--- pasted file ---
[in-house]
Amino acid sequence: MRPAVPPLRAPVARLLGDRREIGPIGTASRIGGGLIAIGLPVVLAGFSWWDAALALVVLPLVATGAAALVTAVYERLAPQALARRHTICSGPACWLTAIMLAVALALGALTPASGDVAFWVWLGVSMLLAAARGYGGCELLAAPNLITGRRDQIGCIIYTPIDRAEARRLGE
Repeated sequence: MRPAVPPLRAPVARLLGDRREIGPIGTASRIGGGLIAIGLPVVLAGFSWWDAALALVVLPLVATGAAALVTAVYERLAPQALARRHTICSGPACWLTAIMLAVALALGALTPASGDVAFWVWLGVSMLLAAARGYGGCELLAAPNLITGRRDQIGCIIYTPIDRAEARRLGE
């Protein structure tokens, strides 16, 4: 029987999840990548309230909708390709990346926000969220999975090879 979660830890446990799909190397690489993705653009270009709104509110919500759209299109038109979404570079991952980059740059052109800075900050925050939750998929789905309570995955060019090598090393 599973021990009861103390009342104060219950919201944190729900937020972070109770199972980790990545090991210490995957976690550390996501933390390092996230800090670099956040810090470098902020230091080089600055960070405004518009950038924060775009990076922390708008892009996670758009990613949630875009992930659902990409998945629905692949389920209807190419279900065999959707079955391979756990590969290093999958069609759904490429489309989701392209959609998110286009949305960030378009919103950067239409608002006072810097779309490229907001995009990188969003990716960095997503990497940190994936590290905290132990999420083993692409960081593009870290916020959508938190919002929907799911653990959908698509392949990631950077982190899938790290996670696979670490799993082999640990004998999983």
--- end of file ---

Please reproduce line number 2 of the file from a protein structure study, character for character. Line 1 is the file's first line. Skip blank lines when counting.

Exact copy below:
Amino acid sequence: MRPAVPPLRAPVARLLGDRREIGPIGTASRIGGGLIAIGLPVVLAGFSWWDAALALVVLPLVATGAAALVTAVYERLAPQALARRHTICSGPACWLTAIMLAVALALGALTPASGDVAFWVWLGVSMLLAAARGYGGCELLAAPNLITGRRDQIGCIIYTPIDRAEARRLGE